Advantages and challenges of applying Business Intelligence in your company
Nowadays, companies that aim to compete in the market reach a point in which they need to implement, as part of their competitive strategy, the study of their data. One of the areas in charge of this, in Data Science, is Business Analytics. It is in charge of analyzing each area of the organization’s data in order to find patterns that help understand the past and present, as well as predict the future.
For example, a study about the products and services that the company offers could be carried out. If this data is crossed with the hours dedicated to each over time, it is possible to obtain knowledge that will allow to understand the current value of the company in relation to its products, how these have evolved and how much time was invested in each.
Why measure and what for?
Without doubt, the most important part of the process of making the most out of data is to measure the elements that define the company’s success such as sales or leads. To achieve it, one of the greatest challenges that companies face is being able to define a clear measurement strategy. As part of this strategy we have the things we want and can measure, which are our data sources, who are the people who manage or consume them and which are the points in which we can measure data quality. Measuring enables us to know how everything is going, and with that information define clear objectives in our improvement strategy.
Therefore, why measure?
- Because the company needs to make decisions.
- Because it needs to know its efficiency (otherwise, we would advance blindly, making decisions on intuition or assumptions).
- Because it requires to know if it is on the right track or not in each area.
- Because it is needed to improve in each area of the company, mainly in those points in which it is weaker.
- Because it is required to know, as far as possible, in real time, what is going on in the company (efficiency or inefficiency).
What to measure for?
- To be able to interpret what is going on.
- To take action when variables exceed established limits.
- To define the need to introduce changes and/or improvements and be able to evaluate the consequences in the least possible time.
- To analyze the historical trend and appreciate productivity over time.
- To establish the relationship between productivity and cost effectiveness.
- To direct or re-direct financial plans.
- To relate productivity with the wage level.
- To measure the company’s risk situation.
- To provide the basis of strategic development and focalized improvement.
What challenges do we have ahead?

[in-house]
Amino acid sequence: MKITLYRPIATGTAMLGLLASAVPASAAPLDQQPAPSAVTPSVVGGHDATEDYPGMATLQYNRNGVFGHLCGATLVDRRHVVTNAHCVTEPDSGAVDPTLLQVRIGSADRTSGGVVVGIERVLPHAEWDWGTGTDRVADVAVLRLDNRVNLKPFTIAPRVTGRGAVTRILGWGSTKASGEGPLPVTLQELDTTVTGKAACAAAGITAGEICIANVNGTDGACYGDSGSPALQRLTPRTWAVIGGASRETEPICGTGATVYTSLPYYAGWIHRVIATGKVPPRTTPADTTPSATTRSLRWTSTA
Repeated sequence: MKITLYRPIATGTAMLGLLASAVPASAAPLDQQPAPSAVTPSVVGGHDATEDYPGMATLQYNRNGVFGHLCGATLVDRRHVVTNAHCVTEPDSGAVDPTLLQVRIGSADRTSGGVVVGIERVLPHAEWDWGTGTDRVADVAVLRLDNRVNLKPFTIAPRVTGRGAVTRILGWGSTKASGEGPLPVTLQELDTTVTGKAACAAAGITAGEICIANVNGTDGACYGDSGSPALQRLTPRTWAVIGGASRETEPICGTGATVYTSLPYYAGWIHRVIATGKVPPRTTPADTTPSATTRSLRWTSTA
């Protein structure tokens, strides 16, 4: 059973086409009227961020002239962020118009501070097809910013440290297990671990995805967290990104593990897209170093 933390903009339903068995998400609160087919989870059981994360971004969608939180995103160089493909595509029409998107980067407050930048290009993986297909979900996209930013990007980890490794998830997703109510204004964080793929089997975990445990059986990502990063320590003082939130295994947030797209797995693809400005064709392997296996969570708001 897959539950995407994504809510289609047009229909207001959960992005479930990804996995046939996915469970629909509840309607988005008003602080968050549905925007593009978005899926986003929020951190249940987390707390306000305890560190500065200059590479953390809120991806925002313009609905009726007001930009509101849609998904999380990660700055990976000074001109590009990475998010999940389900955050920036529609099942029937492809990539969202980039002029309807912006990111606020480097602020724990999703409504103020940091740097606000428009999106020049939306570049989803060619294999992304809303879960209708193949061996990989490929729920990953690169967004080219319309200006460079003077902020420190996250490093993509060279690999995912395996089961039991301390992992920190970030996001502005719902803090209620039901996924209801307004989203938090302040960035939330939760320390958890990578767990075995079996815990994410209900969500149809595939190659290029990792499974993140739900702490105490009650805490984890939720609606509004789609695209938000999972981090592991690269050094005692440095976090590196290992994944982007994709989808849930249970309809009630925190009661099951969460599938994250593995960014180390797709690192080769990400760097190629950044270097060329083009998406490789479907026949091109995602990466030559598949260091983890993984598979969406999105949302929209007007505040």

Even though the concept of BI (Business Intelligence) was introduced for the first time in 1958 by Hans Peter Luhn, an investigator of IBM, finally Howard Dresner proposed a formal definition in 1989. The concept has evolved over the years and technologies have advanced to the point in which they allow any company to access the benefits that BI provides. But as uncle Ben used to say: “With great power comes great responsibility”.
Even though it is true that tools are already at everybody’s disposal, the world of BI is relatively new to many companies. This generates new challenges to which companies are not used to and it is difficult for them to generate ROI from this activity.
Which are the main challenges that companies face?
- Diversity of data sources.
- Difficulty to choose the right tool.
- Disconnection between the technical area and clients’ data (Marketing, Sales, etc.)
- Lack of training.
- Distrust of data.
- Lack of data governance.
- Company’s inexperience to face these challenges.
- Fear of change.
As reflected in the numbers of the survey carried out by the NewVantage Partners (NVP) 2022 annual executive survey, only 26.5% consider themselves data-driven organizations, according to the survey this is 91.9% due to Cultural factors, of Processes or People. Meanwhile, an 8.1% is because of technological limitations.
However, for those companies that manage to overcome these challenges, the reward will be huge. We believe that the keys to achieve this with success are to understand the business’ needs, achieve S.M.A.R.T. (specific, measurable, assignable, realistic and time-related) objectives, model and implement a data model that allows us to measure our objectives and apply all this knowledge as part of a process of continuous improvement.
Even though it seems that challenges and the great uncertainty may make it difficult to extract ROI from Business Intelligence, as the NVP survey shows, 92.1% of companies declare that they have returns on their investments.
Business Intelligence Systems: State-of-the-art Review and Contemporary Applications. (n.d). https://www.researchgate.net/profile/Siew_Fan_Wong/publication/228741281_Business_Intelligence_Systems_State-of-the-art_Review_and_Contemporary_Applications/links/5565798108aec4b0f4859d3d.pdf
Business intelligence : técnicas de análisis para la toma de decisiones estratégicas | WorldCat.org. (2003). https://www.worldcat.org/es/title/business-intelligence-tecnicas-de-analisis-para-la-toma-de-decisiones-estrategicas/oclc/56795483